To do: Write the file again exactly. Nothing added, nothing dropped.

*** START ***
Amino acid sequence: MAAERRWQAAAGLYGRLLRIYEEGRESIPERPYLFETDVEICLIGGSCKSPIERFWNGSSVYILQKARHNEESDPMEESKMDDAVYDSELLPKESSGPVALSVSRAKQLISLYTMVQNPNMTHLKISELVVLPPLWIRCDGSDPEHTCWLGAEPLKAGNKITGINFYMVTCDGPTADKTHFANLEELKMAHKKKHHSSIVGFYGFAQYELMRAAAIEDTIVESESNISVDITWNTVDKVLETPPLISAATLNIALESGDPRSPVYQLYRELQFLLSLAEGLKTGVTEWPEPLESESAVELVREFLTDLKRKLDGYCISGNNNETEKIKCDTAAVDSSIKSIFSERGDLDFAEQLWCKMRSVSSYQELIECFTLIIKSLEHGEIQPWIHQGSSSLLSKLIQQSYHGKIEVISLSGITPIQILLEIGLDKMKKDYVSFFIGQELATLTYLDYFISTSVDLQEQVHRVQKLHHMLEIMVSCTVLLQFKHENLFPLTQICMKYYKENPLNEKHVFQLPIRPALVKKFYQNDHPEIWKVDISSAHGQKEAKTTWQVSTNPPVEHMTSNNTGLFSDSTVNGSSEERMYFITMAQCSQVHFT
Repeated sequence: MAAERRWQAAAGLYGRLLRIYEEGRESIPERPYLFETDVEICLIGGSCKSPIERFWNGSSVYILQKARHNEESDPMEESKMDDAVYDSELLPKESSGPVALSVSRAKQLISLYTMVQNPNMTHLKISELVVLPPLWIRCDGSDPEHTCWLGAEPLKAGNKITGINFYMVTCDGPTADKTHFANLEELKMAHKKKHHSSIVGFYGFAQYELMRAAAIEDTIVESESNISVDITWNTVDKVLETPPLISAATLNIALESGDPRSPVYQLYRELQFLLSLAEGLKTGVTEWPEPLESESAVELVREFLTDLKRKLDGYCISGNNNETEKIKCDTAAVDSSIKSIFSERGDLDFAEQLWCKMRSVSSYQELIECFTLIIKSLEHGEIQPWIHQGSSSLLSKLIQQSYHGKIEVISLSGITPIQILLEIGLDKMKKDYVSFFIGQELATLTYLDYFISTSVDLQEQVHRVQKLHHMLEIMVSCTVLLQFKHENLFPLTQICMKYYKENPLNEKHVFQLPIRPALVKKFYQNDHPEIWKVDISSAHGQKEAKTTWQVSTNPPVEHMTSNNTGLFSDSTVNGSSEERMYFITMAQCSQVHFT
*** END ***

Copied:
Amino acid sequence: MAAERRWQAAAGLYGRLLRIYEEGRESIPERPYLFETDVEICLIGGSCKSPIERFWNGSSVYILQKARHNEESDPMEESKMDDAVYDSELLPKESSGPVALSVSRAKQLISLYTMVQNPNMTHLKISELVVLPPLWIRCDGSDPEHTCWLGAEPLKAGNKITGINFYMVTCDGPTADKTHFANLEELKMAHKKKHHSSIVGFYGFAQYELMRAAAIEDTIVESESNISVDITWNTVDKVLETPPLISAATLNIALESGDPRSPVYQLYRELQFLLSLAEGLKTGVTEWPEPLESESAVELVREFLTDLKRKLDGYCISGNNNETEKIKCDTAAVDSSIKSIFSERGDLDFAEQLWCKMRSVSSYQELIECFTLIIKSLEHGEIQPWIHQGSSSLLSKLIQQSYHGKIEVISLSGITPIQILLEIGLDKMKKDYVSFFIGQELATLTYLDYFISTSVDLQEQVHRVQKLHHMLEIMVSCTVLLQFKHENLFPLTQICMKYYKENPLNEKHVFQLPIRPALVKKFYQNDHPEIWKVDISSAHGQKEAKTTWQVSTNPPVEHMTSNNTGLFSDSTVNGSSEERMYFITMAQCSQVHFT
Repeated sequence: MAAERRWQAAAGLYGRLLRIYEEGRESIPERPYLFETDVEICLIGGSCKSPIERFWNGSSVYILQKARHNEESDPMEESKMDDAVYDSELLPKESSGPVALSVSRAKQLISLYTMVQNPNMTHLKISELVVLPPLWIRCDGSDPEHTCWLGAEPLKAGNKITGINFYMVTCDGPTADKTHFANLEELKMAHKKKHHSSIVGFYGFAQYELMRAAAIEDTIVESESNISVDITWNTVDKVLETPPLISAATLNIALESGDPRSPVYQLYRELQFLLSLAEGLKTGVTEWPEPLESESAVELVREFLTDLKRKLDGYCISGNNNETEKIKCDTAAVDSSIKSIFSERGDLDFAEQLWCKMRSVSSYQELIECFTLIIKSLEHGEIQPWIHQGSSSLLSKLIQQSYHGKIEVISLSGITPIQILLEIGLDKMKKDYVSFFIGQELATLTYLDYFISTSVDLQEQVHRVQKLHHMLEIMVSCTVLLQFKHENLFPLTQICMKYYKENPLNEKHVFQLPIRPALVKKFYQNDHPEIWKVDISSAHGQKEAKTTWQVSTNPPVEHMTSNNTGLFSDSTVNGSSEERMYFITMAQCSQVHFT